- The Supreme Court in its interim order in October 2015 made it clear that the Aadhaar scheme cannot be made mandatory till the matter is finally decided “one way or the other”.
- A three-judge bench, comprising justices J. Chelameswar, S.A. Bobde and C. Nagappan, said “UIDAI/Aadhaar will not be used for any other purposes, except PDS, kerosene and LPG distribution system" nut it will not be mandatory.
- While during one of the hearings, the Supreme Court had progressively said that the rights to liberty and freedom of expression cannot survive if the right to privacy is compromised.
- The Supreme Court’s oral observations on 27 March 2017 clarifies that UIDAI has set the stage for the 12-digit Unique Identification (UID) numbers being used as the basic identity proof for all residents.
Can the Right to Privacy become an integral part of Fundamental Rights?
- Mukul Rohatgi, attorney general, while defending the validity of Aadhaar in the apex court, had argued before a three-judge Bench in July 2015 that no less than a "nine-judge Bench is required" to resolve whether or not the right to privacy is a fundamental right because an eight-judge bench had ruled in 1954 that it was not a fundamental right. So, it was completely wrong for smaller benches to say the right to privacy can be read into Articles 21 or 19.
- The judgment held in 1954, Mukul Rohtagi read out that when the makers of the Constitution chose not to set down for constitutional limitations by recognising the fundamental right to privacy, “there is no justification for importing into it, a totally different fundamental right by some process of strained construction”.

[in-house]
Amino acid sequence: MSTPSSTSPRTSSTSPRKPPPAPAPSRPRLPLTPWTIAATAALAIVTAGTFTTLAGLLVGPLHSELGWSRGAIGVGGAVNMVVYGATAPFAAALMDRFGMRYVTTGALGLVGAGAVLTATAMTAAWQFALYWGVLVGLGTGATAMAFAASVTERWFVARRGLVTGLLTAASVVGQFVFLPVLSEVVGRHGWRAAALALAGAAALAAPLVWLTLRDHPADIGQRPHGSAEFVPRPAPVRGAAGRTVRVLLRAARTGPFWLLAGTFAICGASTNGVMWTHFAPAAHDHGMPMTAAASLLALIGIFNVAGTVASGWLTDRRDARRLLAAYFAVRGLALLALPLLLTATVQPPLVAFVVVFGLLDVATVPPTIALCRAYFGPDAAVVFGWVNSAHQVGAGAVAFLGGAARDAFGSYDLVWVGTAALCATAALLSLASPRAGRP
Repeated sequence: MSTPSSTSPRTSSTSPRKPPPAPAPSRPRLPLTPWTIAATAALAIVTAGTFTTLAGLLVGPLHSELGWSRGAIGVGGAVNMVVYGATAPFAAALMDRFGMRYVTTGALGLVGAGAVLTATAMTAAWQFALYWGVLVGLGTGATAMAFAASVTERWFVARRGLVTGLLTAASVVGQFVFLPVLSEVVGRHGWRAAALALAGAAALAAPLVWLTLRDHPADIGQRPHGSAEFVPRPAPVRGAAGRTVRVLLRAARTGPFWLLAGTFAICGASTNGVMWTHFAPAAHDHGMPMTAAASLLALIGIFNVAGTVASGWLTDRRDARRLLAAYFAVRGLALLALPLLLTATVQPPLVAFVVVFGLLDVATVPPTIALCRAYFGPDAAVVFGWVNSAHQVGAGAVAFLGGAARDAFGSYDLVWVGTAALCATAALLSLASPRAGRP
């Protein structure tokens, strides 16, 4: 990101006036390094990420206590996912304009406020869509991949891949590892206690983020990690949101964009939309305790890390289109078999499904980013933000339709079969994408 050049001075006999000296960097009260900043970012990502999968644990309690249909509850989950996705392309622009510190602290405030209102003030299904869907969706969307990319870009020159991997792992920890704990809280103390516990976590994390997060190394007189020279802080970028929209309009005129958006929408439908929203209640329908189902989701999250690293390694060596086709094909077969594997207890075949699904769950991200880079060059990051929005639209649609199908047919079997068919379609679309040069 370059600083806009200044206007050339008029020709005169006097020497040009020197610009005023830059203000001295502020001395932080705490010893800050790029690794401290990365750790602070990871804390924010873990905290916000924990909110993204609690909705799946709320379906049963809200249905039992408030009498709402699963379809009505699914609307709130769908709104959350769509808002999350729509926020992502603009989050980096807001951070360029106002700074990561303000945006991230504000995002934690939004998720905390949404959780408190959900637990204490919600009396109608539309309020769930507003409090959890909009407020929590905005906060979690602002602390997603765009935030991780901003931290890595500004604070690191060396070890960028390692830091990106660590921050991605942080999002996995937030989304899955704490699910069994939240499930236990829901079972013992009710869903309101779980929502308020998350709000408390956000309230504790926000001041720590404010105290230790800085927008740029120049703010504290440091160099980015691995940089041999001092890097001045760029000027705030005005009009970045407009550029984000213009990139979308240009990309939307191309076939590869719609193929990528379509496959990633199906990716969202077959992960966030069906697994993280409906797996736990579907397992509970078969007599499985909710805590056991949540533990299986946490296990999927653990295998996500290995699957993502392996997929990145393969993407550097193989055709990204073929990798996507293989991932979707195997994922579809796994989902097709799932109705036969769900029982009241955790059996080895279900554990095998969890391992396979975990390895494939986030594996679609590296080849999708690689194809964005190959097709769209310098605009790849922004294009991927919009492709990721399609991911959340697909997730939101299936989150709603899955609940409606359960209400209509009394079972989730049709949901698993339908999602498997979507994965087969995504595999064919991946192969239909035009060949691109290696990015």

- Mukul Rohtagi also mentioned another judgment of the Supreme Court by a six-judge bench in 1963 which hold out that “the right of privacy is not a guaranteed right under our Constitution”.
- While drafting the Constitution, amendments were moved to insert safeguards against search and seizure within the fundamental rights chapter.
- While making of the Constitution, Dr B.R. Ambedkar pointed out that these upholds were already provided by the Code of Criminal Procedure but he agreed that inserting them to the Constitution would make it impossible for the legislature to tamper with them.
One of the very first plea of a retired Karnataka High Court judge, K.S. Puttaswamy, who said that the entire Aadhaar scheme should be eliminated as it is neither backed by law, nor constitutional provisions and yet, various social welfare schemes were being linked to the Aadhaar card. But, now the Aadhaar Scheme is backed by law and it has constitutional provisions also. One of the concerns is that irrespective of discussing various aspects of Aadhaar Bill, the Government chooses to bypass the upper house discussion.
During one of the early hearings of the Supreme Court in 2015, Mukul Rohtagi, attorney general, was seeking to form a bench of nine judges, but since then no constitution bench was constituted between October 15, 2015, and March 4, 2017, there was no entity which could have taken cognisance of the violations of the court’s order.